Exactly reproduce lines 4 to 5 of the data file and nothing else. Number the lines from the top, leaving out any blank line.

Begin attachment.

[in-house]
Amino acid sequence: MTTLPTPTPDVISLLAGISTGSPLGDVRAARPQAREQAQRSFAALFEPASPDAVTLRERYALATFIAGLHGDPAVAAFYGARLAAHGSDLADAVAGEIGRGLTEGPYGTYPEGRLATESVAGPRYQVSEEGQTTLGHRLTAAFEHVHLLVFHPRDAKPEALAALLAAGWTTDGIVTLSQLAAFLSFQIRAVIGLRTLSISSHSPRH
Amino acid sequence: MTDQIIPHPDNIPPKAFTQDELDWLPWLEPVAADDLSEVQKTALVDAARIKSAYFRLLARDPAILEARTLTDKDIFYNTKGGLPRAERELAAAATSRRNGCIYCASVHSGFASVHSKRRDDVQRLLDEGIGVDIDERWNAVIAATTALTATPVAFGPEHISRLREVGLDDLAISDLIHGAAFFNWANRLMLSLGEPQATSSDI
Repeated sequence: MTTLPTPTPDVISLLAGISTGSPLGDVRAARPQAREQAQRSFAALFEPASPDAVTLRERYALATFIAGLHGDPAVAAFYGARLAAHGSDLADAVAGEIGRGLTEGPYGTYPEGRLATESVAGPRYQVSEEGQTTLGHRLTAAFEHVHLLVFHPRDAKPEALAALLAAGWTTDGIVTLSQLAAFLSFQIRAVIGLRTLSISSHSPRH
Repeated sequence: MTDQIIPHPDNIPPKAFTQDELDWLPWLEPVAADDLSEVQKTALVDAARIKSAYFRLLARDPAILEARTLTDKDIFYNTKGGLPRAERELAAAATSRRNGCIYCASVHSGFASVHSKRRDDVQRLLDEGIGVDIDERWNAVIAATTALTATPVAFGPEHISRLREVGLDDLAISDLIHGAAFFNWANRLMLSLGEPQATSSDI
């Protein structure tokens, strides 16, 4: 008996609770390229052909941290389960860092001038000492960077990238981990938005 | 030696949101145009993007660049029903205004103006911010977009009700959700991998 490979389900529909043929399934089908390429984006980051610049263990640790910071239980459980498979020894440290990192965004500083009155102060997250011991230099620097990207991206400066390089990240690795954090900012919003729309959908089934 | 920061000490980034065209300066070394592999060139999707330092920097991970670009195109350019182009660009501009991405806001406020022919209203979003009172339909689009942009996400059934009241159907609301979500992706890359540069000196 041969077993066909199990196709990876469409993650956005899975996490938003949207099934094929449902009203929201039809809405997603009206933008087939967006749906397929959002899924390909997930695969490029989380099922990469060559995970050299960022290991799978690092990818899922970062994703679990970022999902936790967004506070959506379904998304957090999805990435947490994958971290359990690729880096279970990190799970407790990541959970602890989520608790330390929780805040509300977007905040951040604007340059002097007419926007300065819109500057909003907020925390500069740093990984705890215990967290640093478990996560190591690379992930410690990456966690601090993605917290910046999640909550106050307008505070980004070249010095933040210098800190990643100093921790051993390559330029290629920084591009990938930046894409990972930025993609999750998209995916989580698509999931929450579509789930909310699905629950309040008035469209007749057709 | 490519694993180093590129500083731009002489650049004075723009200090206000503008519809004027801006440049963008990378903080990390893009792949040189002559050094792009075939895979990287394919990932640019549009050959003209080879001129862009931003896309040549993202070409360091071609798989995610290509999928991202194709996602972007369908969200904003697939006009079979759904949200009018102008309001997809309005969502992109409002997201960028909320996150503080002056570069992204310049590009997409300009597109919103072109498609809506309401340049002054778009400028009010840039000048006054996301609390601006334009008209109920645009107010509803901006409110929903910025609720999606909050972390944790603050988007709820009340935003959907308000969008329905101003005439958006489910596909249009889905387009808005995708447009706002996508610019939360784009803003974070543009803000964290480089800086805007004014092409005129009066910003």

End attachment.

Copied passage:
Repeated sequence: MTTLPTPTPDVISLLAGISTGSPLGDVRAARPQAREQAQRSFAALFEPASPDAVTLRERYALATFIAGLHGDPAVAAFYGARLAAHGSDLADAVAGEIGRGLTEGPYGTYPEGRLATESVAGPRYQVSEEGQTTLGHRLTAAFEHVHLLVFHPRDAKPEALAALLAAGWTTDGIVTLSQLAAFLSFQIRAVIGLRTLSISSHSPRH
Repeated sequence: MTDQIIPHPDNIPPKAFTQDELDWLPWLEPVAADDLSEVQKTALVDAARIKSAYFRLLARDPAILEARTLTDKDIFYNTKGGLPRAERELAAAATSRRNGCIYCASVHSGFASVHSKRRDDVQRLLDEGIGVDIDERWNAVIAATTALTATPVAFGPEHISRLREVGLDDLAISDLIHGAAFFNWANRLMLSLGEPQATSSDI